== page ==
- [With the major caveat that] pupil achievement levels are not yet adjusted for prior family background or matched propensities to enter a treatment[, the study found] students who switched from a TPS elementary school into a charter middle school outperformed peers who remained in a TPS middle school. These switchers displayed advantages of 0.15 SD in ELA and 0.27 SD in math on average. The latter difference can be interpreted as modest in magnitude. Elementary students who stayed in a charter school displayed small learning advantages relative to TPS peers: 0.14 SD higher test scores in ELA on average, and 0.07 SD higher in math. These magnitudes of difference are similar to estimates for Boston charters (Abdulkadiroğlu et al., 2011; Angrist et al., 2011), based on admission lotteries (ELA, 0.08 SD; math, 0.21 SD).
These findings offer a tangled web: start-up charters, conversion charters, and traditional public schools are all distinct in the students and teachers they attract. Conversion charters, however, seem to be best positioned to attract more advantaged students and more experienced teachers, which presumably have reciprocal effects on one another and thereby produce higher achievement in those schools. In other words, of course some charters perform better; they draw higher performing teachers and students.
Thomas Jefferson School of Law’s 16th Annual Women and the Law Conference, Pursuing Excellence: Diversity in Higher Education, will be held Friday, February 5, 2016 at Thomas Jefferson School of Law in San Diego, California.
This conference brings together leading academics, educators, institutional leaders, and policy makers to examine how diversity in institutions of higher education affects and is inspired by students, faculty, and leaders. The conference will highlight a number of critically important topics including facilitating educational access for undocumented students, challenges to developing and nurturing a diverse educational environment, the importance of training students in professional programs (including medicine and law) to serve diverse populations, and challenges to affirmative action ranging from Prop 209 to the current U.S. Supreme Court case Fisher v. University of Texas.
Professor Bryant Garth, Professor at UC Irvine School of Law and former Dean of Southwestern Law School and Indiana University School of Law, will deliver the Ruth Bader Ginsburg Lecture. He continues in a long line of illustrious speakers who have been honored as the Ruth Bader Ginsburg Lecturer, a lecture series Justice Ginsburg generously established for Thomas Jefferson in 2003.
Other speakers include: Toni Atkins, Speaker of the California Assembly; Susan Bisom-Rapp, Professor of Law, Thomas Jefferson School of Law; Marisol Clark-Ibáñez, Professor of Sociology, Cal State University San Marcos; Youlonda Copeland-Morgan, Associate Vice Chancellor, Enrollment Management, UCLA; Meera E. Deo, Professor of Law, Thomas Jefferson School of Law; Adrian Gonzales, Interim Superintendent/President and Vice President of Student Services, Palomar Community College; Vallera Johnson, Administrative Law Judge; Catherine Lucey, Professor and Vice Dean for Education, UCSF School of Medicine; Mary Ann Mason, Professor of Law and Co-Director of the Center on Health, Economic, and Family Security, UC Berkeley; Linda Trinh Vo, Professor of Asian American Studies, UC Irvine; Shirley Weber, California Assemblywoman, Chair of the Assembly Select Committees on Higher Education and Campus Climate, former President of the San Diego Unified School District; and Susan Westerberg Prager, Dean, Southwestern Law School, former Dean UCLA School of Law, former Executive Director and CEO of AALS.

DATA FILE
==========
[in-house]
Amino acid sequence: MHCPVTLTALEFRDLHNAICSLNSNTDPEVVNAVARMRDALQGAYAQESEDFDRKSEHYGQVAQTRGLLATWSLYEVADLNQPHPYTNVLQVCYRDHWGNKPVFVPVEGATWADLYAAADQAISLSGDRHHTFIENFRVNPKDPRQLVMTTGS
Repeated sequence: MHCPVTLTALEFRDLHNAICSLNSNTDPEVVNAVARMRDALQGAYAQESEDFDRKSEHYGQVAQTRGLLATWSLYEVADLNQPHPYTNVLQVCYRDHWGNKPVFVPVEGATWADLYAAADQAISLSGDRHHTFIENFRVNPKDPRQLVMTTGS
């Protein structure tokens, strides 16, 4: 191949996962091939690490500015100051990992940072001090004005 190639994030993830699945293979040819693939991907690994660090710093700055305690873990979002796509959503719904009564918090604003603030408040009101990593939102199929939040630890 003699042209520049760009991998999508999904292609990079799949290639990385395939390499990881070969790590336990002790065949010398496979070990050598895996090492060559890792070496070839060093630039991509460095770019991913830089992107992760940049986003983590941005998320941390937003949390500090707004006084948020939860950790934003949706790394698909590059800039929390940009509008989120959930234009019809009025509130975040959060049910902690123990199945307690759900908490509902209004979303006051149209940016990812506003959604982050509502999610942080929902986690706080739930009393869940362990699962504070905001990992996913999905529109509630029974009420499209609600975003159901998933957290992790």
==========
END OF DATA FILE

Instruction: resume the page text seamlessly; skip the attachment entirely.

For additional information and registration, visit: http://www.tjsl.edu/conferences/wlc/2016.
Monday, January 4, 2016
The New York Times took up the call for integration in New York City after the Civil Rights Project released a report in 2014 finding that New York's schools were among the most segregated in the nation. Since then, the city has passed legislation to monitor segregation in its schools and outline steps to address it. The City also now has access to grant funds from the state, which can be used to facilitate integration. Moving in that direction, the chancellor of the school system, Carmen Fariña, recent authorized seven city schools to establish admissions policies that would foster more diverse student bodies. While the City is owed a lot of credit for acknowledging the problem and responding to it in some way, its steps thus far are just drops in a large bucket of segregation. The next step is to fundamentally change the way students are assigned to schools in the city. Two members of the City Council are proposing just that, calling for controlled choice. Controlled choice would still allow families the opportunity to play a large role in determining where their children attend schools, but student demographics would also play a large roll. As a result, schools formerly closed off to some families would now be open and limits would be placed on schools becoming too isolated by any single demographic factor. Whether they can muster the political support to enact such a policy remains to be seen, yet two years ago, I never imagined the City would even be having the conversation.
For more on the proposal, see here.